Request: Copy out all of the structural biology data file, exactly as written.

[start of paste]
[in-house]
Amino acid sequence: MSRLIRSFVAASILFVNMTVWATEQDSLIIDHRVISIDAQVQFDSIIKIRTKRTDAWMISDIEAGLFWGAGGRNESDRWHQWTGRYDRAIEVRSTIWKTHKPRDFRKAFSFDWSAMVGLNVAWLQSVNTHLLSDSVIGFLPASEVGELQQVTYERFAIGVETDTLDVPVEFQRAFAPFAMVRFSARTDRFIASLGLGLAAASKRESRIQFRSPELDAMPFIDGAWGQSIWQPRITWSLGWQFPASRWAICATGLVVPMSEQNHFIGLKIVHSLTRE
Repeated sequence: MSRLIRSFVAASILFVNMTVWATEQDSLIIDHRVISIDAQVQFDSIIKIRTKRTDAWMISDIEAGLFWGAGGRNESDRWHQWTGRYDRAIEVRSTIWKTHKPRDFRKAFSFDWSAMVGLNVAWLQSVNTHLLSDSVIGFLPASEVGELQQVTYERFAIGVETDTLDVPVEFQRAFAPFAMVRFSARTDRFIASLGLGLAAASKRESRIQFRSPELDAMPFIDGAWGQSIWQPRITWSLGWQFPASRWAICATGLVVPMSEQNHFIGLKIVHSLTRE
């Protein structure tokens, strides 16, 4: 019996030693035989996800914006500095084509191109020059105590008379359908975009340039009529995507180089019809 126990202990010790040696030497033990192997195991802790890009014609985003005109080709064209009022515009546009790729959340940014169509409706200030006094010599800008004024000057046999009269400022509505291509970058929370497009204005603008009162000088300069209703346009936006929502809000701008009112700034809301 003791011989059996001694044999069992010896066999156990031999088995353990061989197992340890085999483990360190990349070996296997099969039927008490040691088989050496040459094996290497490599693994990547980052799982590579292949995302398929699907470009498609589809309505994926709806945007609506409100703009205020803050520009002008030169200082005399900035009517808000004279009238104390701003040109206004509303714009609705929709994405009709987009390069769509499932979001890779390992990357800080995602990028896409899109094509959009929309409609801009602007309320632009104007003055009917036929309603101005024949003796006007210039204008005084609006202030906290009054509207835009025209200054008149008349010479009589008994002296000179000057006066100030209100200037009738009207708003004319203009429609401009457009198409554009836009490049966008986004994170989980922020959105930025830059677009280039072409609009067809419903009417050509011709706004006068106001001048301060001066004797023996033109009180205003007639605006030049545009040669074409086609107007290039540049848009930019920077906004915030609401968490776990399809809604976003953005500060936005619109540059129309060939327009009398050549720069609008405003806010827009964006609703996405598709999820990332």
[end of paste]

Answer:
[in-house]
Amino acid sequence: MSRLIRSFVAASILFVNMTVWATEQDSLIIDHRVISIDAQVQFDSIIKIRTKRTDAWMISDIEAGLFWGAGGRNESDRWHQWTGRYDRAIEVRSTIWKTHKPRDFRKAFSFDWSAMVGLNVAWLQSVNTHLLSDSVIGFLPASEVGELQQVTYERFAIGVETDTLDVPVEFQRAFAPFAMVRFSARTDRFIASLGLGLAAASKRESRIQFRSPELDAMPFIDGAWGQSIWQPRITWSLGWQFPASRWAICATGLVVPMSEQNHFIGLKIVHSLTRE
Repeated sequence: MSRLIRSFVAASILFVNMTVWATEQDSLIIDHRVISIDAQVQFDSIIKIRTKRTDAWMISDIEAGLFWGAGGRNESDRWHQWTGRYDRAIEVRSTIWKTHKPRDFRKAFSFDWSAMVGLNVAWLQSVNTHLLSDSVIGFLPASEVGELQQVTYERFAIGVETDTLDVPVEFQRAFAPFAMVRFSARTDRFIASLGLGLAAASKRESRIQFRSPELDAMPFIDGAWGQSIWQPRITWSLGWQFPASRWAICATGLVVPMSEQNHFIGLKIVHSLTRE
């Protein structure tokens, strides 16, 4: 019996030693035989996800914006500095084509191109020059105590008379359908975009340039009529995507180089019809 126990202990010790040696030497033990192997195991802790890009014609985003005109080709064209009022515009546009790729959340940014169509409706200030006094010599800008004024000057046999009269400022509505291509970058929370497009204005603008009162000088300069209703346009936006929502809000701008009112700034809301 003791011989059996001694044999069992010896066999156990031999088995353990061989197992340890085999483990360190990349070996296997099969039927008490040691088989050496040459094996290497490599693994990547980052799982590579292949995302398929699907470009498609589809309505994926709806945007609506409100703009205020803050520009002008030169200082005399900035009517808000004279009238104390701003040109206004509303714009609705929709994405009709987009390069769509499932979001890779390992990357800080995602990028896409899109094509959009929309409609801009602007309320632009104007003055009917036929309603101005024949003796006007210039204008005084609006202030906290009054509207835009025209200054008149008349010479009589008994002296000179000057006066100030209100200037009738009207708003004319203009429609401009457009198409554009836009490049966008986004994170989980922020959105930025830059677009280039072409609009067809419903009417050509011709706004006068106001001048301060001066004797023996033109009180205003007639605006030049545009040669074409086609107007290039540049848009930019920077906004915030609401968490776990399809809604976003953005500060936005619109540059129309060939327009009398050549720069609008405003806010827009964006609703996405598709999820990332």